Customizing NDjango

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Out of the box NDjango provides a rich ready-to use set of templates and filters which includes almost all of the Django tags and filters. See Comparing to django for more details. It is also easy to extend NDjango by adding custom tags and/or filters. You can also adjust the behavior of the rendering engine to your needs by changing certain NDjango settings.

Custom Filters

NDjango filters exist as classes implementing either ISimpleFilter or IFilter interface. Here is the definition of the interfaces presented in C# format:

<source lang="csharp"> /// Simple, parameterless filter public interface ISimpleFilter { /// Apply the filter to "target", the value being filtered object Perform(object target); }

/// One-parameter filter, with an optional default value public interface IFilter : Interfaces.ISimpleFilter { /// The default value for this filter. If this property returns null, and no parameter /// is supplied to the filter, a runtime exception is thrown object DefaultValue { get; }

/// Apply the filter to "target" with parameter p object PerformWithParam(object target, object p); } </source>

Writing your own filters

Writing your own filter for NDjango simply requires writing a class implementing the ISimpleFilter or IFilter interface and registering your filter. Even though the native filters are written in F# your filter can be written in any language. Here is an example of a simple filter written in C#:

<source lang="csharp"> /// <summary> /// Displays text with line numbers. /// </summary> public class LineNumbersFilter : NDjango.Interfaces.ISimpleFilter { public object Perform(object __p1) { string[] lines = Convert.ToString(__p1,FilterManager.Inv).Split('\n'); int width = lines.Length.ToString().Length; for (int i = 0; i < lines.Length; i++) { lines[i] = string.Format("{0:d" + width + "}. {1}", i + 1, lines[i]); } return string.Join("\n", lines); } }


Note, that to be successfully registered as a tag/filter - class must be decorated with NDjango.Interfaces.NameAttribute - like in this example: <source lang="csharp"> [NDjango.Interfaces.Name("removetags")] public class RemoveTagsFilter : NDjango.Interfaces.IFilter {


} </source>

NameAttribute says that a filter implemented by the RemoveTagsFilter class should will be called in NDjango template using "removetags" as the filter name.

Sample Library

Since version 0.9.8 NDjango installs Sample Tags Library assembly with its source code. This library contains implementation for some custom tags which are already used by NDjango Editor. Look at the source code to learn how to create your own custom tags nice and easy.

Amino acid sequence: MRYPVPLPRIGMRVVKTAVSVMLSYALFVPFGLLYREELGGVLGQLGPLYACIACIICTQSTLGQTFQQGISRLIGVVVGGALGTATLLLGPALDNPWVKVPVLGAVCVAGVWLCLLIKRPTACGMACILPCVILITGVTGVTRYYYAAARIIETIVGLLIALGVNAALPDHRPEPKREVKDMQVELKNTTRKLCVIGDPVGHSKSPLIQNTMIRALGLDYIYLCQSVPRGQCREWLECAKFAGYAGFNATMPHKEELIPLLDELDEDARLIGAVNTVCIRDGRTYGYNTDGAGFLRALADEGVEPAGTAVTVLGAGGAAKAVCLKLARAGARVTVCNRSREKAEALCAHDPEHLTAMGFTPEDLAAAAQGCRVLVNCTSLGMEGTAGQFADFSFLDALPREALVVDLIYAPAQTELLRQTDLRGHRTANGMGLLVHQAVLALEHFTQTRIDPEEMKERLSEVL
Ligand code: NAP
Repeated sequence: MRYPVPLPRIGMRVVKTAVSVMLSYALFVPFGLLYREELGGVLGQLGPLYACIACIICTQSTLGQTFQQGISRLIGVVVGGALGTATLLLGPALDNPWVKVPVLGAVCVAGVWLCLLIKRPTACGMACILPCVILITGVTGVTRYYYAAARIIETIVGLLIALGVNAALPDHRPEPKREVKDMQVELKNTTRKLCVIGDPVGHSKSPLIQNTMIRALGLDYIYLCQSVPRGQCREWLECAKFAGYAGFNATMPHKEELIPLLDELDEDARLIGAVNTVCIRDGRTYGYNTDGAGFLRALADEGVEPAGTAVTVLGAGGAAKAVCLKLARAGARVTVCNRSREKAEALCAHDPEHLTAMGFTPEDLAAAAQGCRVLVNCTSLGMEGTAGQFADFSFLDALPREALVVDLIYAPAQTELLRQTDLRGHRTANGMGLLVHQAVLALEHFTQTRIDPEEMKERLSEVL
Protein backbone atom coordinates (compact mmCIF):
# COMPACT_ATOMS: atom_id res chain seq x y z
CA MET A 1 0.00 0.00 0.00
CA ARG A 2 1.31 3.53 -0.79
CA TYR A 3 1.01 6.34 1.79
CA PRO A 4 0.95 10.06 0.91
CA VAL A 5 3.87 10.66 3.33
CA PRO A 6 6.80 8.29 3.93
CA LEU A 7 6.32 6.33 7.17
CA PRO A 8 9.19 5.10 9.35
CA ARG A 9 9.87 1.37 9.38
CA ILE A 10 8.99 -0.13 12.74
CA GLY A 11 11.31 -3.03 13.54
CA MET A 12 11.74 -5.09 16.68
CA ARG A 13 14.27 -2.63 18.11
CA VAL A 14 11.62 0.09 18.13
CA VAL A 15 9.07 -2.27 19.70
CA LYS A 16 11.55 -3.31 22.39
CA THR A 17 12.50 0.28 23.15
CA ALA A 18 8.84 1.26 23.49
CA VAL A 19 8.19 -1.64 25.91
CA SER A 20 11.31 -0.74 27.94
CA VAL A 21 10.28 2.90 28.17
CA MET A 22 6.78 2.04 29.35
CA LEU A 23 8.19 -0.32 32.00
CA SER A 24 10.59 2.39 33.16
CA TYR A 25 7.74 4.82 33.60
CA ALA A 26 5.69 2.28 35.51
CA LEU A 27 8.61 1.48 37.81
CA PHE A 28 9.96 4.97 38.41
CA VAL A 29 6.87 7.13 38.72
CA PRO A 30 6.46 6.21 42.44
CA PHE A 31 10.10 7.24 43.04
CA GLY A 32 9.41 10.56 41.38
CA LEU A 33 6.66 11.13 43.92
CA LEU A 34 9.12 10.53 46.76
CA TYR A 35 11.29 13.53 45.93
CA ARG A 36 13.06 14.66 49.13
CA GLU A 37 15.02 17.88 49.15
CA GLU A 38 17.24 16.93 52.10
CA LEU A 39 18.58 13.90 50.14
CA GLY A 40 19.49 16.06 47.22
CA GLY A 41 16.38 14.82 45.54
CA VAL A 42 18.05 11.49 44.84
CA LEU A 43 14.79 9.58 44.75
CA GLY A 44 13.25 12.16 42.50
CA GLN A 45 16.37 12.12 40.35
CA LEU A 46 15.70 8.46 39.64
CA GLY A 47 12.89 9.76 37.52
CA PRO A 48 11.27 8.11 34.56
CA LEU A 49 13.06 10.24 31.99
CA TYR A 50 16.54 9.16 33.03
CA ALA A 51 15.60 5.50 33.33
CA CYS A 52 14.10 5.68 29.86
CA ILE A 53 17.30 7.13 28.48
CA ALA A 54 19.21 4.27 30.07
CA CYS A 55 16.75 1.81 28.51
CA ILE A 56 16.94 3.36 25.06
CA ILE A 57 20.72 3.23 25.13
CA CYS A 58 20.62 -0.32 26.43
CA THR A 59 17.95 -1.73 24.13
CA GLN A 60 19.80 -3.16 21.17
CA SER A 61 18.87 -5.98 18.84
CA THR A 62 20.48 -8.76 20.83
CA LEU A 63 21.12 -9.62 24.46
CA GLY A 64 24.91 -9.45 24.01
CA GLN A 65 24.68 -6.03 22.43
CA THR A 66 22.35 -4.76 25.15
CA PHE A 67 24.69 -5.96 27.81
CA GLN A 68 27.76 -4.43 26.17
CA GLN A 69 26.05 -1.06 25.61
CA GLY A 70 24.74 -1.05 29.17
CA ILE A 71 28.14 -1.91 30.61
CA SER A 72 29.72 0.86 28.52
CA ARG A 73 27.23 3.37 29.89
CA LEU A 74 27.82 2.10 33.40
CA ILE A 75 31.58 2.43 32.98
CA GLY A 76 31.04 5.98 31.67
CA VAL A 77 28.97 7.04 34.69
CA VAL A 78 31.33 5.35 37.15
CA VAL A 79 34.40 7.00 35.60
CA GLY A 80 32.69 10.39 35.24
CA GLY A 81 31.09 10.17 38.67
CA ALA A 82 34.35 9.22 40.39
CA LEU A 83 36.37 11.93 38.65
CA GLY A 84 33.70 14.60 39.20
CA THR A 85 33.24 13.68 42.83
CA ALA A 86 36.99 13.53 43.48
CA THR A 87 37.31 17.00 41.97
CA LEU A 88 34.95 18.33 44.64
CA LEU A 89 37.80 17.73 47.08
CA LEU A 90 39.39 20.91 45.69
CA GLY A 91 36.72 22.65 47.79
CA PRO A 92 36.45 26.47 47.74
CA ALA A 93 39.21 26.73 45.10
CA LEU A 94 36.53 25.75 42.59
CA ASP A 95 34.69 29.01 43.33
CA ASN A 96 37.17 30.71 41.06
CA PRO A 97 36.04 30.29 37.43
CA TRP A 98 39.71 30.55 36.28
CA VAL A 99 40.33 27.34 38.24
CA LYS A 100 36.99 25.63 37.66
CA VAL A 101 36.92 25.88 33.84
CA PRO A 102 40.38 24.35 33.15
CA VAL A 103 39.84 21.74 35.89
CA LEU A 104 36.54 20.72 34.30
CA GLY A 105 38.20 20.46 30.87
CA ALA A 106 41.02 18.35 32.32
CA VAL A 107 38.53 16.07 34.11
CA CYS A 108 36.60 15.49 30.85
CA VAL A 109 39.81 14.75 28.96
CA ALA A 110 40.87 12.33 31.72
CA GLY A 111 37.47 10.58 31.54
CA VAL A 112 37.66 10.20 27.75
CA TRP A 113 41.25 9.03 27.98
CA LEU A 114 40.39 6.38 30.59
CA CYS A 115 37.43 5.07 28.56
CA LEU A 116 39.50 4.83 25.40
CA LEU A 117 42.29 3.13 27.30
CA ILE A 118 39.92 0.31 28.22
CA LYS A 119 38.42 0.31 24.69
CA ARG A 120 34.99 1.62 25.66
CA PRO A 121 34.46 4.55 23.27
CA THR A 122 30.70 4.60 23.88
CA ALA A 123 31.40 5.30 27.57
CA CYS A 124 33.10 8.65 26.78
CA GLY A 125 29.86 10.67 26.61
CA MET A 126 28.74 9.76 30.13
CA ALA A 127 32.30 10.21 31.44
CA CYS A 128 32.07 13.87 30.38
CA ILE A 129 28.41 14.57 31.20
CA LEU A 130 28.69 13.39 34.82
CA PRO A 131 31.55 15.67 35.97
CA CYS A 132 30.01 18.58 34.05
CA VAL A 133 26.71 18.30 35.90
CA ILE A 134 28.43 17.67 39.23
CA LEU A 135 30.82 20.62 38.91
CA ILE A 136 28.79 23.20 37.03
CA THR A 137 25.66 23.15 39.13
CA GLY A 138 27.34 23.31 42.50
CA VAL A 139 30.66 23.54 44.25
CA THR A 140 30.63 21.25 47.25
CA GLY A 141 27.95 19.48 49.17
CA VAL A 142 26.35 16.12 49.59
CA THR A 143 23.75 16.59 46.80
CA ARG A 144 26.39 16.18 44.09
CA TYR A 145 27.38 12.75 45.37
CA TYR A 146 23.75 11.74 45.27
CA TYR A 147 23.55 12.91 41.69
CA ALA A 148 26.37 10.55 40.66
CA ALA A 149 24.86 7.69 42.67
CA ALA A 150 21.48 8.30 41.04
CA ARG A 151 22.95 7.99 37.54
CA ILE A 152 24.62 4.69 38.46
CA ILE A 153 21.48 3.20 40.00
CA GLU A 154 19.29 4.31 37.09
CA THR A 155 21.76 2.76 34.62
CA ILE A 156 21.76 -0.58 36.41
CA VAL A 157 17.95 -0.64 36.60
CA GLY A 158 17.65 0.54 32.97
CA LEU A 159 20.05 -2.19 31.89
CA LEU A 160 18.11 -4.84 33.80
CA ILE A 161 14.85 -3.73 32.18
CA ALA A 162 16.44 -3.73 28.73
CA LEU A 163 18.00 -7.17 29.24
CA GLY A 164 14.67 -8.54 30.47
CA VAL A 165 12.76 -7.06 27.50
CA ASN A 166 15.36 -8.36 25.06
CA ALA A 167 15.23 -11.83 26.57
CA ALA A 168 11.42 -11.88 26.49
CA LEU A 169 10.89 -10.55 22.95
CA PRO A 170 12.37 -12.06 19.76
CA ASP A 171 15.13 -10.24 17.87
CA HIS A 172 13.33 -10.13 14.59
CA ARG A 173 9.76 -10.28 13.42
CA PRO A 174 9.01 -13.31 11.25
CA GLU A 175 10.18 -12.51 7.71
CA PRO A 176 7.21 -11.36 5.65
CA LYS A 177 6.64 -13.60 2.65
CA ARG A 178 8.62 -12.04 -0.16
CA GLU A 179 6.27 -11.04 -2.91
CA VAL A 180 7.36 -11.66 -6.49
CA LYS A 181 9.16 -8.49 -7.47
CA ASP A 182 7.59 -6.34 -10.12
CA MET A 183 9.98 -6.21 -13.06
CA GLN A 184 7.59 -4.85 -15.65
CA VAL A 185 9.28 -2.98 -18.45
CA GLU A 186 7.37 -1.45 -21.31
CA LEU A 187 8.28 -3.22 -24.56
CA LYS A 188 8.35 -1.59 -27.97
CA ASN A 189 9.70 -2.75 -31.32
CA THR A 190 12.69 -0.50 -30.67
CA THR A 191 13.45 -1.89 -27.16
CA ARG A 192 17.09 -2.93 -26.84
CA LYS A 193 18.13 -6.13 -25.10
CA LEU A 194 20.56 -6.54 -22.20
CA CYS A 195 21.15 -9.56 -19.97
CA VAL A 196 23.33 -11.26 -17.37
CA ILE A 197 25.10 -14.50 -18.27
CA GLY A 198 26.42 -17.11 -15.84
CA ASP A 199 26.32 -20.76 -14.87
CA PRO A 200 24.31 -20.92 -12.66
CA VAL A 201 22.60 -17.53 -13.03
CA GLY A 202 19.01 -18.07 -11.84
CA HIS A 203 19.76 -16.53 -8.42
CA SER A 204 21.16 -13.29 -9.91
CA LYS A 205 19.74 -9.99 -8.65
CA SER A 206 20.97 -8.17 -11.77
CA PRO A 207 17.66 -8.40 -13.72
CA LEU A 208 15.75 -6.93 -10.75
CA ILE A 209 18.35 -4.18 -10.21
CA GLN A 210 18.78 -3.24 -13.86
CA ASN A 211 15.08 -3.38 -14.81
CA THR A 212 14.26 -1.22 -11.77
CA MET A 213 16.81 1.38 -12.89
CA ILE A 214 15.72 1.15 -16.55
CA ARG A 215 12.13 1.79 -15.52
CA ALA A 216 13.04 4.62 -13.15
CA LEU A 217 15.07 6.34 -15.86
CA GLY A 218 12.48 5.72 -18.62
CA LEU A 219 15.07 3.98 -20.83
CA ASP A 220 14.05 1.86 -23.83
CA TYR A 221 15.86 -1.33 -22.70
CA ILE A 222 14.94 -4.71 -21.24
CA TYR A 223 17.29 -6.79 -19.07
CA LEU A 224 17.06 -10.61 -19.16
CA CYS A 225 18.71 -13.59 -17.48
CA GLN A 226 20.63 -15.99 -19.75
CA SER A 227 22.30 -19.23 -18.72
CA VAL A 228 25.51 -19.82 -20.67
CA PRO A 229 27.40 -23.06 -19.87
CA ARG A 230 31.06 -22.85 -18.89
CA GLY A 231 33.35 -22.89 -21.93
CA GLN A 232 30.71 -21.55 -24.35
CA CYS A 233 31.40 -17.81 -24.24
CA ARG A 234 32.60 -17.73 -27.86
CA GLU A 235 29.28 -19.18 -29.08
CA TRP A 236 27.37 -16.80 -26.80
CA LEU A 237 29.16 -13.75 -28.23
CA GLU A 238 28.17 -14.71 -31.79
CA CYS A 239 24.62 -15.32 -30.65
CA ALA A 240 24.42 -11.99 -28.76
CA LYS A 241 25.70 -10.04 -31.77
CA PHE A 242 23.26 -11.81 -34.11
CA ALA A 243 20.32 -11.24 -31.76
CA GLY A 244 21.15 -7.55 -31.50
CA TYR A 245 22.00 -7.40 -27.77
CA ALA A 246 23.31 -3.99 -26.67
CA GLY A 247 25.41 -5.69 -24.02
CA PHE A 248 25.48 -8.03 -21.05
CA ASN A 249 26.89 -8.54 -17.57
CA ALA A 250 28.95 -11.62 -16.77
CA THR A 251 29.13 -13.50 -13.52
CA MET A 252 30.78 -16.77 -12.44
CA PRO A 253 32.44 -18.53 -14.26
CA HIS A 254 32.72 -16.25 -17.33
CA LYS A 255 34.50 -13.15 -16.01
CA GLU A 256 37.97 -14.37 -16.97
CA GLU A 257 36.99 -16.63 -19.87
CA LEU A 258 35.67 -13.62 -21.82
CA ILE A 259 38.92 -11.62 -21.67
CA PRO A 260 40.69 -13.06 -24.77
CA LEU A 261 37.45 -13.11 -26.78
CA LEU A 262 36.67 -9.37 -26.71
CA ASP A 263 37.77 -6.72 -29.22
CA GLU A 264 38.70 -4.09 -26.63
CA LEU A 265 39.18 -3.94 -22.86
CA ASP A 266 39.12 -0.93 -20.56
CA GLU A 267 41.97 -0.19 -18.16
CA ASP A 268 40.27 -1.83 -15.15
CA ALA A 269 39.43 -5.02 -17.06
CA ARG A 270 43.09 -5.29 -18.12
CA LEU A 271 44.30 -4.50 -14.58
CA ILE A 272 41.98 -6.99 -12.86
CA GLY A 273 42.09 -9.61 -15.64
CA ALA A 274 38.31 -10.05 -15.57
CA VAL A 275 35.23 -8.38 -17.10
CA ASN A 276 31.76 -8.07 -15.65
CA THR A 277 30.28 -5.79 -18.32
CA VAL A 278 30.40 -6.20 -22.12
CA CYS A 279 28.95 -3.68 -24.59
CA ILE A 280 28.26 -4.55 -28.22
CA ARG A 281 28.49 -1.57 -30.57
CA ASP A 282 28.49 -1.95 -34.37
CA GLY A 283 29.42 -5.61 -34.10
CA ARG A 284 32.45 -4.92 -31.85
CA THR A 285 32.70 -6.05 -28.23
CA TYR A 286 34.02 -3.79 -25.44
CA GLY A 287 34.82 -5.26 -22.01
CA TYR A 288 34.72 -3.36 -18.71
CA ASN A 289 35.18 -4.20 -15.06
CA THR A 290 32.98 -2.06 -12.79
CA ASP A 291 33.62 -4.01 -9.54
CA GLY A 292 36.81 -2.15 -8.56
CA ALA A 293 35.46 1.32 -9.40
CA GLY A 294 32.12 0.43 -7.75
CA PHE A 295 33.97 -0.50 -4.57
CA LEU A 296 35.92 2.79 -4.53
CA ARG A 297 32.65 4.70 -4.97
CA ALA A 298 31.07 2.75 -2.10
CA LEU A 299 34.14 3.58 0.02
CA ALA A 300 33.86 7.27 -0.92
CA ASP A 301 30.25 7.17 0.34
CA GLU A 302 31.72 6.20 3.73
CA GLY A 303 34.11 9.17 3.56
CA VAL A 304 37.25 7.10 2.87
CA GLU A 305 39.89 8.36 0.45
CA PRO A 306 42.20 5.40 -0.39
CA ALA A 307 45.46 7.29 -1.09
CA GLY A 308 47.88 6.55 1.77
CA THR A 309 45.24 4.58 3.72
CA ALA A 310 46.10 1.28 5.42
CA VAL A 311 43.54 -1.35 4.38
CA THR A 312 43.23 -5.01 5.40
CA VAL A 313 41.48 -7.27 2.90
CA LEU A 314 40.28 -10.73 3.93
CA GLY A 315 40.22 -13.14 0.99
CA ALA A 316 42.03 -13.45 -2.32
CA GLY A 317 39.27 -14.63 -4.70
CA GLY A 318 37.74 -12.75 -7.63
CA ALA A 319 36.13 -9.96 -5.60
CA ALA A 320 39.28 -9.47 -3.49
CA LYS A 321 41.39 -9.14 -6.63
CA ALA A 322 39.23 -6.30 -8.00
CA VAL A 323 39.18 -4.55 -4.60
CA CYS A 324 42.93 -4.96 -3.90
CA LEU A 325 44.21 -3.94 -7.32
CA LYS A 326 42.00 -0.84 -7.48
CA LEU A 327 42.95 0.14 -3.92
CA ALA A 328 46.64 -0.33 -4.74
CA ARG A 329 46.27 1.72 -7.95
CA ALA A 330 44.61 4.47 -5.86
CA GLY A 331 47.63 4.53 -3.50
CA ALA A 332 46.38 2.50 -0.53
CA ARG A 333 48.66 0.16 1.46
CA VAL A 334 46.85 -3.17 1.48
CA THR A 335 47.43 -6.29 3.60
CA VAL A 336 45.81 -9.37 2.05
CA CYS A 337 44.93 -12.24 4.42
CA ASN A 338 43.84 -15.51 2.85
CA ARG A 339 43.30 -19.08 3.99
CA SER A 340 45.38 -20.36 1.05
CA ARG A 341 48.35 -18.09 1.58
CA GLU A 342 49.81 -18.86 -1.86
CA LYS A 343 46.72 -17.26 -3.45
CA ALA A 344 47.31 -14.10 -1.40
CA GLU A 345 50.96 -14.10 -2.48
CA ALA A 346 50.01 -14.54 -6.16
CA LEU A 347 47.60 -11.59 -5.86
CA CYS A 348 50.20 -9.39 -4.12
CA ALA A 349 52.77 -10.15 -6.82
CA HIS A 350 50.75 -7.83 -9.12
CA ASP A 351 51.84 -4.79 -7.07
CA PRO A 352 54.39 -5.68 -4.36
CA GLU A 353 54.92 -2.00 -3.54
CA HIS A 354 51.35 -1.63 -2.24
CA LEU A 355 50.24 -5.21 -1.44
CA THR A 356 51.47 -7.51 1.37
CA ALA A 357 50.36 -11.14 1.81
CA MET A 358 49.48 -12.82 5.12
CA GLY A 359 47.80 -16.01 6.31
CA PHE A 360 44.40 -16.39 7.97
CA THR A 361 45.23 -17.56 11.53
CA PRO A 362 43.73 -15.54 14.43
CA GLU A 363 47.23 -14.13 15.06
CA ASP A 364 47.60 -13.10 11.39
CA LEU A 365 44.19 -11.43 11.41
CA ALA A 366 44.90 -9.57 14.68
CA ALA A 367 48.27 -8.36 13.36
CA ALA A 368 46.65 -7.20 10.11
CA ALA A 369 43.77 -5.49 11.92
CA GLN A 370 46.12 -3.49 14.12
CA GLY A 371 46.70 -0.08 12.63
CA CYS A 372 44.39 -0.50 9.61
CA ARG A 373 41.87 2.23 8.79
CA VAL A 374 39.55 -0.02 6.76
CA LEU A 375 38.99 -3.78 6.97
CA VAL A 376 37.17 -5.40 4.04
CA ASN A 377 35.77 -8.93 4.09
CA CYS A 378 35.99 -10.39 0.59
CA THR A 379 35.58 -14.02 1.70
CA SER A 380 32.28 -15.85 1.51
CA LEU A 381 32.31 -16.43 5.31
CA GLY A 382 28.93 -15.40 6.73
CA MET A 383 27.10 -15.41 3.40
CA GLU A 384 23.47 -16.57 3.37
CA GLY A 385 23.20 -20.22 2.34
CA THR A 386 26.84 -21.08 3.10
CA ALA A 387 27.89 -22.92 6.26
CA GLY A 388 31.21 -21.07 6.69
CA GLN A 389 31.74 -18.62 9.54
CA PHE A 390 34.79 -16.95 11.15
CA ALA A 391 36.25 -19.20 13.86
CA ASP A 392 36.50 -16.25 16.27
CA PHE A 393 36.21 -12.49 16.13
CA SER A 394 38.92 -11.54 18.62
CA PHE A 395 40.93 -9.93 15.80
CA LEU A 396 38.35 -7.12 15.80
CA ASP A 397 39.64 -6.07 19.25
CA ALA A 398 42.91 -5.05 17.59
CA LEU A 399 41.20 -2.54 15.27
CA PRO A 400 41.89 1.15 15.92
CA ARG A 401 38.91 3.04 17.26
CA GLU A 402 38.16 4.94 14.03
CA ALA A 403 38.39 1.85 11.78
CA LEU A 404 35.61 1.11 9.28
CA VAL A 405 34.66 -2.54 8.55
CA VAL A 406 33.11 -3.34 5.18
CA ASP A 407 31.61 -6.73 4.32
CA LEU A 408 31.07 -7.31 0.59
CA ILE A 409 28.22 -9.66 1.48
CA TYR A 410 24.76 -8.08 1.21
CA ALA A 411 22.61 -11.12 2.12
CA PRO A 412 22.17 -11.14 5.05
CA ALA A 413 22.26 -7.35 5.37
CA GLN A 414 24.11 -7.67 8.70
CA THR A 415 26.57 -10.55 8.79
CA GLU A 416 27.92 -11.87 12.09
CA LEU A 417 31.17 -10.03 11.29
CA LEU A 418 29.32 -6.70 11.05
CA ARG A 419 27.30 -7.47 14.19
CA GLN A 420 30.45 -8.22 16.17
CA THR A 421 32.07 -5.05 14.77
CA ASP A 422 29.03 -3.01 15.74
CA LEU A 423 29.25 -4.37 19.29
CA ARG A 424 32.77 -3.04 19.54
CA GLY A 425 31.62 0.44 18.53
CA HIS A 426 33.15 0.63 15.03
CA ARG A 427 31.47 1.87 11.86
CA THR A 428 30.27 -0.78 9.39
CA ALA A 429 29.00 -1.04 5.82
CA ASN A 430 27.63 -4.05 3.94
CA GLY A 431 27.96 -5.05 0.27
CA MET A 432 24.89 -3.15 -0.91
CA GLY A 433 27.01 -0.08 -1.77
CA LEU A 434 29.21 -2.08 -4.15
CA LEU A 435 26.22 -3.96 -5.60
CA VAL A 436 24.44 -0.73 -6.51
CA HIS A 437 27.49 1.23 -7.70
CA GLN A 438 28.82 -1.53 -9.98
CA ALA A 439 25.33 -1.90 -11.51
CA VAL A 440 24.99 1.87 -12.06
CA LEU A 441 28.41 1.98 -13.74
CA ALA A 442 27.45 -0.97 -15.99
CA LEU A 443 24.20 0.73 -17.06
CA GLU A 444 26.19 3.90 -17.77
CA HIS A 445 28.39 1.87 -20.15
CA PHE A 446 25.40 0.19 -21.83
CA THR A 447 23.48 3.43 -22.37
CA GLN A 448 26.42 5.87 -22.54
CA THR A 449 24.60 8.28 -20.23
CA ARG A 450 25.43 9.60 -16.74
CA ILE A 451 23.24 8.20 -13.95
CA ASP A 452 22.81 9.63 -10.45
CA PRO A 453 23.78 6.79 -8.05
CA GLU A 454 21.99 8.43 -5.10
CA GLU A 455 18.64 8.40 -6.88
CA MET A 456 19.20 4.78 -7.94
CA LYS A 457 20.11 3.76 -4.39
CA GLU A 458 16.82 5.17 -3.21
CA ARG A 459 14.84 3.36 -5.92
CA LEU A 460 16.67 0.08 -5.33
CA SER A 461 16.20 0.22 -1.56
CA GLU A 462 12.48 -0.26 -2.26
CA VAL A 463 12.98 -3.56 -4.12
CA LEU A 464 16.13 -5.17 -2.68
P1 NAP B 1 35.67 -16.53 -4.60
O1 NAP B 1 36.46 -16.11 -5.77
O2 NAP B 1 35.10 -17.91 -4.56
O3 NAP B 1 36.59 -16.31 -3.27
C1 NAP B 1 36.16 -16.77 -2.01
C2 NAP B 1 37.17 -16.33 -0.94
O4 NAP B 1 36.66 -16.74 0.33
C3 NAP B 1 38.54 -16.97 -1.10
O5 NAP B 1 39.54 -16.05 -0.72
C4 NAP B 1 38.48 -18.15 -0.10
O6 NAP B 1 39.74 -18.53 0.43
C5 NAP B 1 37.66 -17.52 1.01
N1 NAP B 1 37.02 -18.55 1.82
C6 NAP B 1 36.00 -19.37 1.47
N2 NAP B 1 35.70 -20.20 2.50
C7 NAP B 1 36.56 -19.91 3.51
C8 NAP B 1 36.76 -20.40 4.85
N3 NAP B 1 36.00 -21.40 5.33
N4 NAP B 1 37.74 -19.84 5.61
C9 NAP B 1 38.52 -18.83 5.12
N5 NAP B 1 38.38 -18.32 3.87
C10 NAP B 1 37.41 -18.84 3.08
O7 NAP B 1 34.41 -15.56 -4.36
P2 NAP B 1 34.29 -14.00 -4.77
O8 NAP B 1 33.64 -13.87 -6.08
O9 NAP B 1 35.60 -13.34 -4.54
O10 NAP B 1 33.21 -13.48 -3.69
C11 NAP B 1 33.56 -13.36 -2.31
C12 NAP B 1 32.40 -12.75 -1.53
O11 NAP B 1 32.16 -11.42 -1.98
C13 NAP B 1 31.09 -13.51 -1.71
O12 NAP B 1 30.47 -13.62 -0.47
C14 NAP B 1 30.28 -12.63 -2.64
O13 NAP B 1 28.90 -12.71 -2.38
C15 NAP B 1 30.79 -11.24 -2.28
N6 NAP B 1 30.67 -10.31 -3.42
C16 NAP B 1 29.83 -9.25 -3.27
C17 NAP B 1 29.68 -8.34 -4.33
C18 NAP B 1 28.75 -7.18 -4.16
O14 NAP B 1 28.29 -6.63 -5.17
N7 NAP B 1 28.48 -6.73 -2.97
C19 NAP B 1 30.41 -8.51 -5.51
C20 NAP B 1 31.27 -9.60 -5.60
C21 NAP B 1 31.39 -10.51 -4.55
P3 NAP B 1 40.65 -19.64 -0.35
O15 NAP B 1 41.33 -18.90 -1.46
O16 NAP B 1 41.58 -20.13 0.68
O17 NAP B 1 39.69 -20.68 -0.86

Custom Tags

Similarly to the filters, tags are classes implementing ITag interface. Here is the definition of this interface

<source lang="csharp"> ///<summary> /// Transforms a {% %} tag into a list of nodes and uncommited token list ///</summary> ///<param name="token">token for the tag name</param> ///<param name="context">the parsing context for the token</param> ///<param name="tokens">the remainder of the token list</param> ///<returns> /// a tuple consisting of the INodeImpl object representing the result of node parsing as the first element /// followed by the the remainder of the token list with all the token related to the node removed ///</returns> public interface ITag { Tuple<INodeImpl, LazyList<Lexer.Token>> Perform(Lexer.BlockToken token, ITemplateManagerProvider provider, LazyList<Lexer.Token> tokenList); } </source>

I have to admit that simplicity of this interface - a single method with just three parameters - is deceiving. Unlike filters, tags have much deeper dependency on various components and services of both the parser and renderer. Some of the classes involved (Tuple, LazyList) are specific to F# environment and while they can certainly be used in the C# code, it is much easier to do that in the native F# environment. If this is the route you want to take you can use the NDjango source code as starting point.

For something simpler than that we created a class to be used as a base class for simpler tags.

Writing your own tags using SimpleTag and HtmlHelperTag abstract classes

The SimpleTag class was written to be used as a base class for tag implementations written in C#. It encapsulates inner workings of the NDjango parser and provides a simple API which does not relay on classes specific to F#. While it would be rather difficult to implement complex tags like if or for within the limitations imposed by the SimpleTag class, it covers all the bases for simpler tags.

Here is the class definition.

<source lang="csharp"> using System; using Microsoft.FSharp.Core; using NDjango.Interfaces;